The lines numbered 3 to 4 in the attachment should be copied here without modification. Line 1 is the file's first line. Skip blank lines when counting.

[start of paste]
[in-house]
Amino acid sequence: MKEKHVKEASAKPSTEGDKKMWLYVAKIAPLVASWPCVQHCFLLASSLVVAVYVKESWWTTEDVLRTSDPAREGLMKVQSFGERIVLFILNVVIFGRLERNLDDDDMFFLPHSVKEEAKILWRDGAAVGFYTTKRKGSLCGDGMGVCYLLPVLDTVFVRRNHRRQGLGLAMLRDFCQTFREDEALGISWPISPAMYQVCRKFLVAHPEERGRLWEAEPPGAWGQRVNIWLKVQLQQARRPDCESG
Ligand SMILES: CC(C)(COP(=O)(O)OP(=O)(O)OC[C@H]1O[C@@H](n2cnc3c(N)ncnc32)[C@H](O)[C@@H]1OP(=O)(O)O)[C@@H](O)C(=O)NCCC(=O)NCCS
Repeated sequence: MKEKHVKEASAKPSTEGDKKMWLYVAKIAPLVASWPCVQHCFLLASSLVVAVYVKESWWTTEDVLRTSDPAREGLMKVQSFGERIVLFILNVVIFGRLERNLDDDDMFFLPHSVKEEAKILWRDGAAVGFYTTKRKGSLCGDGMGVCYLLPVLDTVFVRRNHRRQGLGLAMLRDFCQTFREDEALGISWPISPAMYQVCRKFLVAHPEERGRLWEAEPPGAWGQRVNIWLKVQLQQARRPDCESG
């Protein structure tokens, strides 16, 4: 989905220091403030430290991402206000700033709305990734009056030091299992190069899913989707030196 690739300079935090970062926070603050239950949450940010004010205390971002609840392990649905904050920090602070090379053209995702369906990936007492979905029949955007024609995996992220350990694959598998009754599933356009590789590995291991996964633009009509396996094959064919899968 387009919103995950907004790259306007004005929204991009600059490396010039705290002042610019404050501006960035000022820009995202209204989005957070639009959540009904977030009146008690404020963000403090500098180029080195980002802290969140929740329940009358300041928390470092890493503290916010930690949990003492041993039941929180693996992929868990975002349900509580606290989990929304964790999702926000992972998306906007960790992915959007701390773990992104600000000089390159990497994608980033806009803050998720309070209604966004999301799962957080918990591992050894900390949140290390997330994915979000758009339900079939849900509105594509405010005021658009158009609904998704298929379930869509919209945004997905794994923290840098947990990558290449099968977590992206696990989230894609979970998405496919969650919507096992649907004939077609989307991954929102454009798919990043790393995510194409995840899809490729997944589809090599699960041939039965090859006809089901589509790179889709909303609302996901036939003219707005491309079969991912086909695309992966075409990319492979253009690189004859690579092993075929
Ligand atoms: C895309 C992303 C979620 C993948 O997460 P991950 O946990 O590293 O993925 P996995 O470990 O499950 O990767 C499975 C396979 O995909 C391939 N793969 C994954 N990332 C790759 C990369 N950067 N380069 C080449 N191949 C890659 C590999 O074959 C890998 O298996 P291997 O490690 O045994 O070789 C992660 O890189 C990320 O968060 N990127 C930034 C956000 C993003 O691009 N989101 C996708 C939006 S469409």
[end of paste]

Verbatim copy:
Ligand SMILES: CC(C)(COP(=O)(O)OP(=O)(O)OC[C@H]1O[C@@H](n2cnc3c(N)ncnc32)[C@H](O)[C@@H]1OP(=O)(O)O)[C@@H](O)C(=O)NCCC(=O)NCCS
Repeated sequence: MKEKHVKEASAKPSTEGDKKMWLYVAKIAPLVASWPCVQHCFLLASSLVVAVYVKESWWTTEDVLRTSDPAREGLMKVQSFGERIVLFILNVVIFGRLERNLDDDDMFFLPHSVKEEAKILWRDGAAVGFYTTKRKGSLCGDGMGVCYLLPVLDTVFVRRNHRRQGLGLAMLRDFCQTFREDEALGISWPISPAMYQVCRKFLVAHPEERGRLWEAEPPGAWGQRVNIWLKVQLQQARRPDCESG